Whether or not privatization works is almost beside the point. Privatization itself is an experiment. The fact is, in the 1990s, the US began incarcerating people at an alarming rate that could not be sustained. By 2002, one of every 146 US adults was incarcerated.3 Yazoo City, where Treadway is housed, was designed for 1,400 inmates and currently houses more than 1,900.7

By putting this many people behind bars, the government has taken responsibility for their welfare. They need to be housed, fed, and otherwise cared for. But there has been no corresponding increase in prison budgets.

LE Magazine August 2004
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The Health of Our Prisons
By Jon VanZile

“Privatization is a big part of the problem,” said Kara Gotsch, public policy coordinator with the ACLU’s National Prison Project in Washington, DC. “But I think the problem is over-incarceration. There’s just too many people in prison, and it’s expensive to provide health care to 2 million people.

“The reason private companies became so prevalent is because they said, ‘We can save money.’ But you can’t take blood from a stone. You have to wonder how a private corporation can make money, and we believe they’re cutting corners.”

One obvious corner to cut is sending sick patients to an outside hospital. This is a corner that any prison medical center might cut, private or not. Unfortunately, it is virtually impossible to prove specific instances of neglect. Medical records are sealed. Prisoners are automatically branded as liars. And prison authorities are reluctant or unwilling to discuss conditions in their facilities.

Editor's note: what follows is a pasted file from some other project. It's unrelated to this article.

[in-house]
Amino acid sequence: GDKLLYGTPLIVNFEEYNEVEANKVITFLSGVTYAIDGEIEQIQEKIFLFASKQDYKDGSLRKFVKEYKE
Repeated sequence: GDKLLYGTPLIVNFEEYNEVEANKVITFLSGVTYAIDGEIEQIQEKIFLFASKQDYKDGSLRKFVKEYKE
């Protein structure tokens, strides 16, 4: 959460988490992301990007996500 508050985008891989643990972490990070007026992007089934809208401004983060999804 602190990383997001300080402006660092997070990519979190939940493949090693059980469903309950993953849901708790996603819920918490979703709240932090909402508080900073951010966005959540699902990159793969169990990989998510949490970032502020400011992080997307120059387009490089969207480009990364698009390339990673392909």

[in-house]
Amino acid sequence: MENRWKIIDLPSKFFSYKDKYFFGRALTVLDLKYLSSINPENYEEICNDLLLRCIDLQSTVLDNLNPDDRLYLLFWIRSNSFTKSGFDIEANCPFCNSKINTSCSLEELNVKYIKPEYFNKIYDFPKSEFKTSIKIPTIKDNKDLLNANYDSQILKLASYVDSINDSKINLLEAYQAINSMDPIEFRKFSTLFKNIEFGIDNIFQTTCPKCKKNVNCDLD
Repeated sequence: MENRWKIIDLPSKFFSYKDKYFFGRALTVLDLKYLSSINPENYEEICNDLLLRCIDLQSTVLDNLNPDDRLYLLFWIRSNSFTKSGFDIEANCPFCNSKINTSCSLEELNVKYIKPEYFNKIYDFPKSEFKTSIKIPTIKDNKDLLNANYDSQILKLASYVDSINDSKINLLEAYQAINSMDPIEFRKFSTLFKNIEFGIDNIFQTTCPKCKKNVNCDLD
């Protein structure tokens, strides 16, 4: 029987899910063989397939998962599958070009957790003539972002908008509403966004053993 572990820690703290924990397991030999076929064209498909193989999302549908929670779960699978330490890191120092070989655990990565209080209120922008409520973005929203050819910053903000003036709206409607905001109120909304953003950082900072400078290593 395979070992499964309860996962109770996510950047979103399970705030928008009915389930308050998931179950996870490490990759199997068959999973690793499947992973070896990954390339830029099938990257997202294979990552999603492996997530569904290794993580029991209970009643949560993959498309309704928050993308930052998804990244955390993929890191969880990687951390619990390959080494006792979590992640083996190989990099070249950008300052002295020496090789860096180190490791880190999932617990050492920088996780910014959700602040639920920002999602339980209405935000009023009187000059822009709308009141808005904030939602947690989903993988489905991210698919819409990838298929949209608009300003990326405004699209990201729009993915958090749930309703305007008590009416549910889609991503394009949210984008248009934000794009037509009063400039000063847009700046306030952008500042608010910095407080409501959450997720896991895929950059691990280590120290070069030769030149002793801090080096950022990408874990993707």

Not until someone is hurt badly and files a lawsuit is his story usually told. Tragically, the ones who die are never heard.

For this story, Yazoo City prison officials denied requests to interview prisoners regarding their firsthand experience with the prison’s health care system. Instead, inquir-ies were routed to the Bureau of Prison’s public affairs office in Washington, DC.

Nevertheless, through prisoners’ family members, attorneys, and the prisoners themselves, accounts of life on the inside leak out. According to prisoner accounts at Yazoo City, during a lockdown over Easter 2004, prisoners were denied medication for chronic illnesses such as diabetes. When one prisoner’s wife followed up on it, a federal bureaucrat told her “health care is a privilege.”

Not according to the Constitu-tion, but that venerable document holds little sway when it comes to prisoners.

Documenting Medical Neglect